Understanding dishonesty in children – when, how and why do kids lie?
When asked if they peeked at a toy, 40% of children falsely confessed to peeking, even though they did not do so, in a recent study of lying in toddlers. When so many children made up falsehoods with no benefit, there is more to it than cheeky fibs.
The researchers, from Poland and Canada, tested children’s self-control at the age of 18 months by asking them not to peek at a toy. The same 252 children were tested again at age two and then again six months later. Only 35% of the young participants disobeyed the request not to look, but 27% of the peekers falsely claimed they had done as they were told.
From an early age, children are taught lying is a moral failing. Yet, in some social contexts, children might also be encouraged to lie. Many parents explicitly tell their children not to distort the truth, emphasising the importance of being honest. However, they also give nuanced messages about honesty. For example, they might claim it is sometimes acceptable to tell white lies to protect other people’s feelings.
There are many reasons the children in the study may have made false confessions. They were so young they may have had trouble understanding the question. We know children tend to say yes more readily than adults when asked yes-no questions.
Research shows children need to explore and test the boundaries of a new concept before they understand it. Play and learning are intertwined, especially for children.
Fibbing emerges in the pre-school years. Children as young as two know how to do it. Lying goes hand in hand with the progression of children’s social skills. While lying is considered a problem behaviour, it also indicates healthy brain development in children and is a cognitive milestone.
Children’s initial lies are only a few words long. As their cognitive skills develop, their lies become more complex. The falsehoods involve more words and can be maintained over a longer period.
Don’t tell tales
To lie, children need to do three things. One, they need to have enough self-restraint to overcome their tendency to tell the truth. In psychology, we call this inhibitory control.
Two, they need to access short-term memory, as well as simultaneously create alternative scenarios. And three, children need to be able to change back and forth between acting according to the truth and behaving in line with the falsehood they are constructing (cognitive flexibility).
Children are more likely to tell white lies when they have high emotional understanding: skills that help them understand the nature, causes and consequences of emotions related to themselves and to others.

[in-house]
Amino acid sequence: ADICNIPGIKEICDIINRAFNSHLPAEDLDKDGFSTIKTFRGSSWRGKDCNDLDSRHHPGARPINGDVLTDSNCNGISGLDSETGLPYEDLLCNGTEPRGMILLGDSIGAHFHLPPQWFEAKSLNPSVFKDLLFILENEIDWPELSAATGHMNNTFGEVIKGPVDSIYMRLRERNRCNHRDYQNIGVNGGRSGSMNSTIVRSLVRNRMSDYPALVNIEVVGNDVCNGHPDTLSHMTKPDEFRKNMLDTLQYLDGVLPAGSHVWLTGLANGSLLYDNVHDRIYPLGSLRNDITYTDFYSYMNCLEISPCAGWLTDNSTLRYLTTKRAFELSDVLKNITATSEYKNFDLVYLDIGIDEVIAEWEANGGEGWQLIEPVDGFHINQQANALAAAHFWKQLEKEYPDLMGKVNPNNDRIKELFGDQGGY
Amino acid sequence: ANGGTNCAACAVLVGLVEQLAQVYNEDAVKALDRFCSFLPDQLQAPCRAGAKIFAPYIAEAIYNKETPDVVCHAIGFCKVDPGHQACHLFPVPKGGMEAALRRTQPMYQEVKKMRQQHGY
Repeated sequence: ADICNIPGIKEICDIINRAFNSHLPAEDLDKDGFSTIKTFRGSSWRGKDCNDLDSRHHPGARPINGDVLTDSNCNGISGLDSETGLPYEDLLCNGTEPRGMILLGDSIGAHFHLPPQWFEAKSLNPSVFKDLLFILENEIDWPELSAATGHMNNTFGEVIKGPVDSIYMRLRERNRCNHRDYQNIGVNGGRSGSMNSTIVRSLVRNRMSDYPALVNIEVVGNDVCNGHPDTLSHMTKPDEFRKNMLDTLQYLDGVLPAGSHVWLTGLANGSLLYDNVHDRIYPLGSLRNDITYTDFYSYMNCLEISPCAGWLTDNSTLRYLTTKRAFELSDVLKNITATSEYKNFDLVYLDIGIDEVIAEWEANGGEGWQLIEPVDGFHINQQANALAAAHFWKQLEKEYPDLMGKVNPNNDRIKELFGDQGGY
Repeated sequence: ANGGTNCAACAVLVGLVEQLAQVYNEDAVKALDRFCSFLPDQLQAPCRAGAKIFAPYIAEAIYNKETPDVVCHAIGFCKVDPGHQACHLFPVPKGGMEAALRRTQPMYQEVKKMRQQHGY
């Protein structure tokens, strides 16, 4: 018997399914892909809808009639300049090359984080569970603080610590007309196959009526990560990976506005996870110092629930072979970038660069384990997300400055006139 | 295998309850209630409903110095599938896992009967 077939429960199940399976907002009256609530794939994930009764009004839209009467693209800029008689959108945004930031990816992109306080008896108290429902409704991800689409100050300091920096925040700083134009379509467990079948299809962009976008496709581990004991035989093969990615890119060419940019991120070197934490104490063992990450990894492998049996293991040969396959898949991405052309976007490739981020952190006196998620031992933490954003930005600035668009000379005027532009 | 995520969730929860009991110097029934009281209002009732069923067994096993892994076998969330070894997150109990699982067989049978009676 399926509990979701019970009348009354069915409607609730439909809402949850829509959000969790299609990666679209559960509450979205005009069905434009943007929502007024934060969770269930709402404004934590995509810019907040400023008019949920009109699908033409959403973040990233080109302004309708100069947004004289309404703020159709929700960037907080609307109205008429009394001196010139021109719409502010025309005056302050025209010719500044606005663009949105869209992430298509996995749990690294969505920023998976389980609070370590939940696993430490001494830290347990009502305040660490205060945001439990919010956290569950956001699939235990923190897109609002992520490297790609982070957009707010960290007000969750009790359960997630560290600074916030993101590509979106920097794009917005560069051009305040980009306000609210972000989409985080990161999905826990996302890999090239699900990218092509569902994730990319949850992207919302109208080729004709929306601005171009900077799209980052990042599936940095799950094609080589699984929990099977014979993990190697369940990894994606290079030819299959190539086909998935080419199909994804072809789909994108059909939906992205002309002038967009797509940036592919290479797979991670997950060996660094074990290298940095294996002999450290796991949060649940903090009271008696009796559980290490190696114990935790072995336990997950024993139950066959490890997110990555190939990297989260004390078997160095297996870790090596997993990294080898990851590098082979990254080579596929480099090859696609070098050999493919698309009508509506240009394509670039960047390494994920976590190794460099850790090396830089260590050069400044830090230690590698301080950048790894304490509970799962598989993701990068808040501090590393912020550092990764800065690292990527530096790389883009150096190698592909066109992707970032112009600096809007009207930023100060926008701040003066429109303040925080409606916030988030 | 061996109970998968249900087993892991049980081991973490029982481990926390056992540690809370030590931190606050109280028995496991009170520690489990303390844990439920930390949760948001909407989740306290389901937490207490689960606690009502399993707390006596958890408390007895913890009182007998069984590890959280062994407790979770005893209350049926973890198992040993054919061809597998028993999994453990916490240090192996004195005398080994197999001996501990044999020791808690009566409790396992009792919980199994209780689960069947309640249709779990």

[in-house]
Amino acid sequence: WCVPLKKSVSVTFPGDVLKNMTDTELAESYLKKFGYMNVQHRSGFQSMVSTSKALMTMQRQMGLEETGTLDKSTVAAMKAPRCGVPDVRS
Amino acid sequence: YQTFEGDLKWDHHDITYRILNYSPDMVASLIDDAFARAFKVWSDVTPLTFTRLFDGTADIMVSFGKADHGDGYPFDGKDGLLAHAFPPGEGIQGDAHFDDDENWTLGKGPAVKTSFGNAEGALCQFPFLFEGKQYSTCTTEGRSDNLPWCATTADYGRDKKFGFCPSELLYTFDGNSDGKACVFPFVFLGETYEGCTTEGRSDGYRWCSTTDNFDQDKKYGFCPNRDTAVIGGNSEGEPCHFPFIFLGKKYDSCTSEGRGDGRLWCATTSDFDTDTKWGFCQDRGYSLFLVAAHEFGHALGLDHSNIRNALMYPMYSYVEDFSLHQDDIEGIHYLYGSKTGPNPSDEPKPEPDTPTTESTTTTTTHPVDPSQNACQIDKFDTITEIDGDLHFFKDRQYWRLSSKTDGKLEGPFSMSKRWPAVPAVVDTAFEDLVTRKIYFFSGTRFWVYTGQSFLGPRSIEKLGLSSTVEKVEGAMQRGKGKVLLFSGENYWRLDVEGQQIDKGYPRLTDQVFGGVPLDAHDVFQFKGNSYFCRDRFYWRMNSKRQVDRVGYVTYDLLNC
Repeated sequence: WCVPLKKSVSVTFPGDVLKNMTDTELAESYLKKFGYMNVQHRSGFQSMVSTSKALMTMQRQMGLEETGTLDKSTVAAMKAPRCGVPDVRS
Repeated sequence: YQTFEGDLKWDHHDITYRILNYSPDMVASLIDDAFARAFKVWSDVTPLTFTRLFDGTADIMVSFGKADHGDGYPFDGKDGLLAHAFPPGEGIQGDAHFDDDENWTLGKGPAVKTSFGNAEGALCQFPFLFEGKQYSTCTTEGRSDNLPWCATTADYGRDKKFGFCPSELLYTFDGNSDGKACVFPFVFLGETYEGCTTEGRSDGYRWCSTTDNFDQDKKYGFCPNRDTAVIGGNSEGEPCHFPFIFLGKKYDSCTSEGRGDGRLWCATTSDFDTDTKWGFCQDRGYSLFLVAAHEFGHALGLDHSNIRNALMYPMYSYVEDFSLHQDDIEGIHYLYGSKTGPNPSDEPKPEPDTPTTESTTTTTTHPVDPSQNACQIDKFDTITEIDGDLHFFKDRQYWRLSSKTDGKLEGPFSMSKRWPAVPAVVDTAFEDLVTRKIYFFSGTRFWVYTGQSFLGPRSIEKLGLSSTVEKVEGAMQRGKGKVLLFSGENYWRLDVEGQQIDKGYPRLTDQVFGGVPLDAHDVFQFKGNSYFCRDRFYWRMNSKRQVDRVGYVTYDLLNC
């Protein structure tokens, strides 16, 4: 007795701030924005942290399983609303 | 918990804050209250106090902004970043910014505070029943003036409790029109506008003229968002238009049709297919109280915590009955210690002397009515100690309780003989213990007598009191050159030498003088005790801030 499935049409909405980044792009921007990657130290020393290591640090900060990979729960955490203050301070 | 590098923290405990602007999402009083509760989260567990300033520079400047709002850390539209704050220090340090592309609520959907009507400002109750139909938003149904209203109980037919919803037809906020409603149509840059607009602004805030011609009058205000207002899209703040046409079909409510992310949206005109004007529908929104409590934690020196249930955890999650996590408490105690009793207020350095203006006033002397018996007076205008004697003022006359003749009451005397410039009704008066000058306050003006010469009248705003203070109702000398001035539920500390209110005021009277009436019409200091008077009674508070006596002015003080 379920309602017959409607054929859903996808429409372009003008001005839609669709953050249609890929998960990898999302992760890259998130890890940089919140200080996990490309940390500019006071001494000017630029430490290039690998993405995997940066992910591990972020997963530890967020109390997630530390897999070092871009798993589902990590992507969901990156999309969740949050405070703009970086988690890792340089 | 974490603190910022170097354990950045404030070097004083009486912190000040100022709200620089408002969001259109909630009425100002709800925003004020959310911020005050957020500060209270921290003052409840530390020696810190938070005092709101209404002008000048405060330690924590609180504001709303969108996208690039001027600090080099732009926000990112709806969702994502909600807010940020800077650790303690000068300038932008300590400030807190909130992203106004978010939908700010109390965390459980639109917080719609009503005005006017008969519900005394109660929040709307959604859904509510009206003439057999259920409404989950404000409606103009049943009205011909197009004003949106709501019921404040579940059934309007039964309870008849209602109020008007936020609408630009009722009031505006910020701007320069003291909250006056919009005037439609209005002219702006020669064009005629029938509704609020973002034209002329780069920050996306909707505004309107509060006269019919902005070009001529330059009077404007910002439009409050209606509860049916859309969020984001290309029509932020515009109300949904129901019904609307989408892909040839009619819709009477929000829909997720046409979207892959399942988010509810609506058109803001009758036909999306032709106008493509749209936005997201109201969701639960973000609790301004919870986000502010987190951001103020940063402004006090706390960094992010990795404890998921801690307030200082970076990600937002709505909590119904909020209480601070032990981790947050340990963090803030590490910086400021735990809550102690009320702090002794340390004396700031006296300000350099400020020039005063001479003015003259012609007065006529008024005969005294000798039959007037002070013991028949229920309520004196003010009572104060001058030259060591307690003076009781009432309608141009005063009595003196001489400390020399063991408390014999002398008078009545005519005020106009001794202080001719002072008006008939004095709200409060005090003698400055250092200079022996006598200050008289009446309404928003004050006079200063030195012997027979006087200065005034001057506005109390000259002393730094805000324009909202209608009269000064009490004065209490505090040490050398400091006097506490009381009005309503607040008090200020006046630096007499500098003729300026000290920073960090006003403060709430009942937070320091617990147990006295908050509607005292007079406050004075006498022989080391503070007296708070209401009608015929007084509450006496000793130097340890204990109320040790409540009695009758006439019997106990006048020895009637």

Parenting styles play a role in the development of white lies. Children who lie to protect other people’s feelings are more likely to be raised by parents with an authoritative style who are nurturing, supportive and responsive to their children’s needs. In contrast, children who are exposed to a punitive environment are more likely to lie and stick with the lie, perhaps as self-protection against harsh punishment.
Setting the example
Adults’ behaviour can influence whether or not children tell lies. Children who observe another person either receive a reward for telling the truth or punishment for telling a lie are more likely to tell the truth.
Similarly, children who observe their peers rewarded for confessing a wrongdoing are more likely to tell the truth. So adults should be aware children are paying attention to actions as much as words.
Encouraging children to tell the truth by not lying in front of them and rewarding them for telling the truth, even when they acted in an undesirable way, can encourage them to be honest in the future.
As adults, many of us struggle to acknowledge how the shades of grey between honesty and dishonesty are the social lubricant of life. The 2009 comedy The Invention of Lying, starring Ricky Gervais and Jennifer Garner, is set in an alternative reality in which lying does not exist. The first character to learn how to lie in this film, Gervais’s Mark, initially lies for his own gain but realises dishonesty can be used to help others such as to comfort his dying mother.
Towards the end of The Invention of Lying, Garner’s character Anna asks Mark why he didn’t use his power to lie to manipulate her into marrying him. He responds that “it wouldn’t count”. If we can be honest with ourselves about our relationship with lying, we can help our children learn to tell the truth when it matters most.
Gadda Salhab does not work for, consult, own shares in or receive funding from any company or organisation that would benefit from this article, and has disclosed no relevant affiliations beyond their academic appointment.